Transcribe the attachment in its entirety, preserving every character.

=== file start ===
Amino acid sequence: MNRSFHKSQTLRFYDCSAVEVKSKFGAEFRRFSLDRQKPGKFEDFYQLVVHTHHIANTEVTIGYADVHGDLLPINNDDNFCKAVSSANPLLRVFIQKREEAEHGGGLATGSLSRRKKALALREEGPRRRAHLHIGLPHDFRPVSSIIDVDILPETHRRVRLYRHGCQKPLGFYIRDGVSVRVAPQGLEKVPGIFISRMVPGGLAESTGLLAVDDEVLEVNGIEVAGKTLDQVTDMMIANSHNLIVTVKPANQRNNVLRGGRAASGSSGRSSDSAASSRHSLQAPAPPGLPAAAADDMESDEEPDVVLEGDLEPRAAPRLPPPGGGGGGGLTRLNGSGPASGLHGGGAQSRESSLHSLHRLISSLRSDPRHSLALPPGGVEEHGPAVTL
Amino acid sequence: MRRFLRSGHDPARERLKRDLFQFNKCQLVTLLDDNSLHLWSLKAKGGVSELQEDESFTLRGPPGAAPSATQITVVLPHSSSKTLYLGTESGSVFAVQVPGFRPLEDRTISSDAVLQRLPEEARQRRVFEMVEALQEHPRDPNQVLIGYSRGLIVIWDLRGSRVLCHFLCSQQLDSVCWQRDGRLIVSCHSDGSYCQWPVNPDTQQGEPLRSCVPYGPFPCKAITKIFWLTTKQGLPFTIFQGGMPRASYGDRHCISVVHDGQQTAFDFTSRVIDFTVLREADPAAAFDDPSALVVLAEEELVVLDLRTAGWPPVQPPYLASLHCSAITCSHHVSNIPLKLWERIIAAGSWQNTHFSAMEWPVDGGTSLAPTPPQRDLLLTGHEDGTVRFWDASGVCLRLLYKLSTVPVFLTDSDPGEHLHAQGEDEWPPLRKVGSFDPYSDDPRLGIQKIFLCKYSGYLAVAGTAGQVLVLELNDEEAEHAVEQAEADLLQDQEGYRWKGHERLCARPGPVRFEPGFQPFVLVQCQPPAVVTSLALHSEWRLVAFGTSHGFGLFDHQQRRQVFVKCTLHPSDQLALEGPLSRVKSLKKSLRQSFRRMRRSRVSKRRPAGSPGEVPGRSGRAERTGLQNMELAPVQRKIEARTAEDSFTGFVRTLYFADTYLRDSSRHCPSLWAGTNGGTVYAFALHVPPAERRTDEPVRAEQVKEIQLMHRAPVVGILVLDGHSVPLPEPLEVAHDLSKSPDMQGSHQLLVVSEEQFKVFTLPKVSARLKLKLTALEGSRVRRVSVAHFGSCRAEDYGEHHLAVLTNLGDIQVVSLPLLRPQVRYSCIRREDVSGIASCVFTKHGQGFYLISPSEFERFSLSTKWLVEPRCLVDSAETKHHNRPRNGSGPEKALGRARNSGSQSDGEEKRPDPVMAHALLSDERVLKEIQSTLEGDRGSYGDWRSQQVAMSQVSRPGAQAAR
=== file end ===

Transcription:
Amino acid sequence: MNRSFHKSQTLRFYDCSAVEVKSKFGAEFRRFSLDRQKPGKFEDFYQLVVHTHHIANTEVTIGYADVHGDLLPINNDDNFCKAVSSANPLLRVFIQKREEAEHGGGLATGSLSRRKKALALREEGPRRRAHLHIGLPHDFRPVSSIIDVDILPETHRRVRLYRHGCQKPLGFYIRDGVSVRVAPQGLEKVPGIFISRMVPGGLAESTGLLAVDDEVLEVNGIEVAGKTLDQVTDMMIANSHNLIVTVKPANQRNNVLRGGRAASGSSGRSSDSAASSRHSLQAPAPPGLPAAAADDMESDEEPDVVLEGDLEPRAAPRLPPPGGGGGGGLTRLNGSGPASGLHGGGAQSRESSLHSLHRLISSLRSDPRHSLALPPGGVEEHGPAVTL
Amino acid sequence: MRRFLRSGHDPARERLKRDLFQFNKCQLVTLLDDNSLHLWSLKAKGGVSELQEDESFTLRGPPGAAPSATQITVVLPHSSSKTLYLGTESGSVFAVQVPGFRPLEDRTISSDAVLQRLPEEARQRRVFEMVEALQEHPRDPNQVLIGYSRGLIVIWDLRGSRVLCHFLCSQQLDSVCWQRDGRLIVSCHSDGSYCQWPVNPDTQQGEPLRSCVPYGPFPCKAITKIFWLTTKQGLPFTIFQGGMPRASYGDRHCISVVHDGQQTAFDFTSRVIDFTVLREADPAAAFDDPSALVVLAEEELVVLDLRTAGWPPVQPPYLASLHCSAITCSHHVSNIPLKLWERIIAAGSWQNTHFSAMEWPVDGGTSLAPTPPQRDLLLTGHEDGTVRFWDASGVCLRLLYKLSTVPVFLTDSDPGEHLHAQGEDEWPPLRKVGSFDPYSDDPRLGIQKIFLCKYSGYLAVAGTAGQVLVLELNDEEAEHAVEQAEADLLQDQEGYRWKGHERLCARPGPVRFEPGFQPFVLVQCQPPAVVTSLALHSEWRLVAFGTSHGFGLFDHQQRRQVFVKCTLHPSDQLALEGPLSRVKSLKKSLRQSFRRMRRSRVSKRRPAGSPGEVPGRSGRAERTGLQNMELAPVQRKIEARTAEDSFTGFVRTLYFADTYLRDSSRHCPSLWAGTNGGTVYAFALHVPPAERRTDEPVRAEQVKEIQLMHRAPVVGILVLDGHSVPLPEPLEVAHDLSKSPDMQGSHQLLVVSEEQFKVFTLPKVSARLKLKLTALEGSRVRRVSVAHFGSCRAEDYGEHHLAVLTNLGDIQVVSLPLLRPQVRYSCIRREDVSGIASCVFTKHGQGFYLISPSEFERFSLSTKWLVEPRCLVDSAETKHHNRPRNGSGPEKALGRARNSGSQSDGEEKRPDPVMAHALLSDERVLKEIQSTLEGDRGSYGDWRSQQVAMSQVSRPGAQAAR